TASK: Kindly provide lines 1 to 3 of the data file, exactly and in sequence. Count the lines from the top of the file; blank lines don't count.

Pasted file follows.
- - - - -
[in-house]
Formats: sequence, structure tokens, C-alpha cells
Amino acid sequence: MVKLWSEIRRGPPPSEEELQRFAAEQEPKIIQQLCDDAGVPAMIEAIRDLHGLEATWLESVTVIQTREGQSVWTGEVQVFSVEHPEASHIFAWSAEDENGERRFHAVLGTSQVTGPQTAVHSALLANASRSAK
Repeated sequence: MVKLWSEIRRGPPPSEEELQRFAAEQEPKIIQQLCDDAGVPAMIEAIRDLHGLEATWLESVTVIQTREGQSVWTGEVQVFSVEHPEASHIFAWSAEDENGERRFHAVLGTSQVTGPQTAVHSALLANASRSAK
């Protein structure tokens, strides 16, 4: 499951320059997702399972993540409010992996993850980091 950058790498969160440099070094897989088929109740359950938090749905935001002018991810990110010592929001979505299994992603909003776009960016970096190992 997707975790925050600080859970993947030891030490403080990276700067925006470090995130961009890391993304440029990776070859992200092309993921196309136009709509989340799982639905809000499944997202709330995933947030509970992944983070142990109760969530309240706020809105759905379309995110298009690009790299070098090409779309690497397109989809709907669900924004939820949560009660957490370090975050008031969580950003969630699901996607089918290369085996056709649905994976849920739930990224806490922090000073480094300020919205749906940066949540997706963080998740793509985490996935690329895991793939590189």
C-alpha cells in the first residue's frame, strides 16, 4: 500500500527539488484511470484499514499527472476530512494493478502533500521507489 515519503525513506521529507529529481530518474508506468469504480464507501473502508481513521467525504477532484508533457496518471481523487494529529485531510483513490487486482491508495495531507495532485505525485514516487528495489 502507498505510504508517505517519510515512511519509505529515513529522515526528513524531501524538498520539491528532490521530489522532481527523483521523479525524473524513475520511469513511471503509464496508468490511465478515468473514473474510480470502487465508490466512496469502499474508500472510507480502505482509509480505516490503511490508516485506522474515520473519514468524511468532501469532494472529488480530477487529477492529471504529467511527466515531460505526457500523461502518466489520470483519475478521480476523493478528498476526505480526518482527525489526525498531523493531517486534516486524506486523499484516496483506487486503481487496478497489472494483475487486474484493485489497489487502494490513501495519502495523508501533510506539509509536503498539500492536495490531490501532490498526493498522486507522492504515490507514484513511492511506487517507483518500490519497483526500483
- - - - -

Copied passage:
[in-house]
Formats: sequence, structure tokens, C-alpha cells
Amino acid sequence: MVKLWSEIRRGPPPSEEELQRFAAEQEPKIIQQLCDDAGVPAMIEAIRDLHGLEATWLESVTVIQTREGQSVWTGEVQVFSVEHPEASHIFAWSAEDENGERRFHAVLGTSQVTGPQTAVHSALLANASRSAK